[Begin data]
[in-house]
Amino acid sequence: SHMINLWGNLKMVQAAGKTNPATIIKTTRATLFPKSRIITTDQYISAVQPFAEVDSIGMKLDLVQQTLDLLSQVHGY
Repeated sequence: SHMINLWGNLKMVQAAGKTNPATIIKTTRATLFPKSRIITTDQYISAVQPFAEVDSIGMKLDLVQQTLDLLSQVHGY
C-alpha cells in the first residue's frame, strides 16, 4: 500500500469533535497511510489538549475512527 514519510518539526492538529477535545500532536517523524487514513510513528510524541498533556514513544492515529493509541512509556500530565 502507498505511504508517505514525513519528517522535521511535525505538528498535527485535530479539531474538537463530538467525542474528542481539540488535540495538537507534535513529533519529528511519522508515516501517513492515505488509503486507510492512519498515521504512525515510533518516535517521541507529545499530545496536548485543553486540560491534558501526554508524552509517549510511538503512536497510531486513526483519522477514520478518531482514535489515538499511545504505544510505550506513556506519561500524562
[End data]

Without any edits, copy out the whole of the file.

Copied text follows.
[in-house]
Amino acid sequence: SHMINLWGNLKMVQAAGKTNPATIIKTTRATLFPKSRIITTDQYISAVQPFAEVDSIGMKLDLVQQTLDLLSQVHGY
Repeated sequence: SHMINLWGNLKMVQAAGKTNPATIIKTTRATLFPKSRIITTDQYISAVQPFAEVDSIGMKLDLVQQTLDLLSQVHGY
C-alpha cells in the first residue's frame, strides 16, 4: 500500500469533535497511510489538549475512527 514519510518539526492538529477535545500532536517523524487514513510513528510524541498533556514513544492515529493509541512509556500530565 502507498505511504508517505514525513519528517522535521511535525505538528498535527485535530479539531474538537463530538467525542474528542481539540488535540495538537507534535513529533519529528511519522508515516501517513492515505488509503486507510492512519498515521504512525515510533518516535517521541507529545499530545496536548485543553486540560491534558501526554508524552509517549510511538503512536497510531486513526483519522477514520478518531482514535489515538499511545504505544510505550506513556506519561500524562